Jimmy DuBose

From Wikipedia, the free encyclopedia
Jump to: navigation, search
Jimmy DuBose
No. 35
Fullback
Personal information
Date of birth: (1954-10-25) October 25, 1954 (age 60)
Place of birth: Enterprise, Alabama
Height: 5 ft 11 in (1.80 m) Weight: 217 lb (98 kg)
Career information
High school: Sarasota (FL)
College: Florida
NFL Draft: 1976 / Round: 2 / Pick: 30
Debuted in 1976 for the Tampa Bay Buccaneers
Last played in 1978 for the Tampa Bay Buccaneers
Career history
Career highlights and awards
Career NFL statistics as of 1978
Games played 33
Rushing attempts 184
Rushing yards 704
Receptions 17
Receiving yards 118
Touchdowns 4
Stats at NFL.com
Stats at pro-football-reference.com

Jimmy DeWayne DuBose (born October 25, 1954) is an American former college and professional football player who was a running back in the National Football League (NFL) for three seasons during the 1970s. DuBose played college football for the University of Florida, and thereafter, he played professionally for the Tampa Bay Buccaneers of the NFL.

Early life[edit]

DuBose was born in Enterprise, Alabama in 1954.[1] He attended Sarasota High School in Sarasota, Florida,[2] and he was a standout high school football player for the Sarasota Sailors, rushing for 1,400 yards and sixteen touchdowns as a senior.[3]

College career[edit]

DuBose accepted an athletic scholarship to attend the University of Florida in Gainesville, Florida, where he played fullback for coach Doug Dickey's Florida Gators football team from 1972 to 1975.[3] Dickey described him as a "picture perfect fullback," able to run over people like a fullback but also able to run like a halfback in the open field. Memorably, DuBose ran for 180 yards against the Vanderbilt Commodores, including an eighty-yard touchdown run on the first play from scrimmage, and rushed for 204 yards versus the Florida State Seminoles as a senior.[3][4] Averaging nearly seven yards per carry, he led the Gators to a 9–2 record, the first time the Gators had achieved nine regular-season wins.[5]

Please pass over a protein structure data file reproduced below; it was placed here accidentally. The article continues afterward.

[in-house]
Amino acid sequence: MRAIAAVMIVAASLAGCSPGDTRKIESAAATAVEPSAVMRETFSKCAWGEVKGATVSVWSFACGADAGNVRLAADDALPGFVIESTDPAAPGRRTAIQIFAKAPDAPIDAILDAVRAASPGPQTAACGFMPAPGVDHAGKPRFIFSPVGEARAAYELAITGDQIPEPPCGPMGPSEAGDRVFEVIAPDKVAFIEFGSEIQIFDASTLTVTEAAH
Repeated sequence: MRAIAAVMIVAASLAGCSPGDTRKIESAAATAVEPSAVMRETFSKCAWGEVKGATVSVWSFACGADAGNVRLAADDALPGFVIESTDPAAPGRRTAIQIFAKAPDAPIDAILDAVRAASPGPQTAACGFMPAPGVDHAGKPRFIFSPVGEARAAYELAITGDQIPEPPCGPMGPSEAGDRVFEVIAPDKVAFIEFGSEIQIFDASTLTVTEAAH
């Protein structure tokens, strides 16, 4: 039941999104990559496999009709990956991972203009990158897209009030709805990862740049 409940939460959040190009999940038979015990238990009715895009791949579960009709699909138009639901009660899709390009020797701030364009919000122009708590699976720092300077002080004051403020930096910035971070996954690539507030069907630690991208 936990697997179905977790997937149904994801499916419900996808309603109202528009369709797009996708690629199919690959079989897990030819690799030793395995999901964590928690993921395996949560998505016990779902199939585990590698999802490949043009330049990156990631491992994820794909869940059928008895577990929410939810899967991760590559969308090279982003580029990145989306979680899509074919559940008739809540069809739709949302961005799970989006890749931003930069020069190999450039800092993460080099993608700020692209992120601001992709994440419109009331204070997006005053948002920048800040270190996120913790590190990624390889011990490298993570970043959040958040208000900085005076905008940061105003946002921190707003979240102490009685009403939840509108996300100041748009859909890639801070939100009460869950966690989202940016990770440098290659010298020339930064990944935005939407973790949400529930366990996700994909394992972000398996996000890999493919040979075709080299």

DuBose's 2,159 career rushing yards are, as of 2009, the tenth-best in Gators team history; his senior-year effort of 1,307 yards remains the Gators' third-best season total (following two of Emmitt Smith's seasons).[4] As a senior team captain in 1975, he rushed for 1,402 yards and six touchdowns on 209 carries, and was recognized as a first-team All-Southeastern Conference (SEC) selection, the SEC Player of the Year, and a second-team All-American; he also finished sixth in the Heisman Trophy balloting.[4][6][7] DuBose was the recipient of the Gators' Fergie Ferguson Award recognizing the "senior football player who displayed outstanding leadership, character and courage."[4] He graduated from Florida with a bachelor's degree in public relations in 1980, and was inducted into the University of Florida Athletic Hall of Fame as a "Gator Great" in 1987.[8][9]

Professional career[edit]

DuBose was selected by the expansion Tampa Bay Buccaneers in the second round (thirtieth pick overall) of the 1976 NFL Draft,[10] following the Buccaneers' first-round pick, Leroy Selmon,[3] and became part of the inaugural Buccaneers line-up.[11] Hobbled by an injured ankle in his rookie season in 1976, he had trouble learning the Bucs system. Playing with a year's experience behind an improved line, he was the Bucs' most consistent runner in the 1977 preseason, earning the praise of Buccaneers offensive coordinator Joe Gibbs.[12] In 1978, he became the Buccaneers' first-ever running back to gain 100 yards in a game.[3] Unfortunately, only four plays after achieving this milestone, he tore knee ligaments while tackling New York Giants linebacker Harry Carson after an interception, an injury that benched him for the entire 1979 season.[13] He never regained his pre-injury form,[14] and was traded to the Miami Dolphins in 1980, along with a second-round draft pick for running back Gary Davis and cornerback Norris Thomas.[15] Miami coach Don Shula cut DuBose from the squad, feeling that he would, at 205 pounds, be too small to replace Larry Csonka.[16]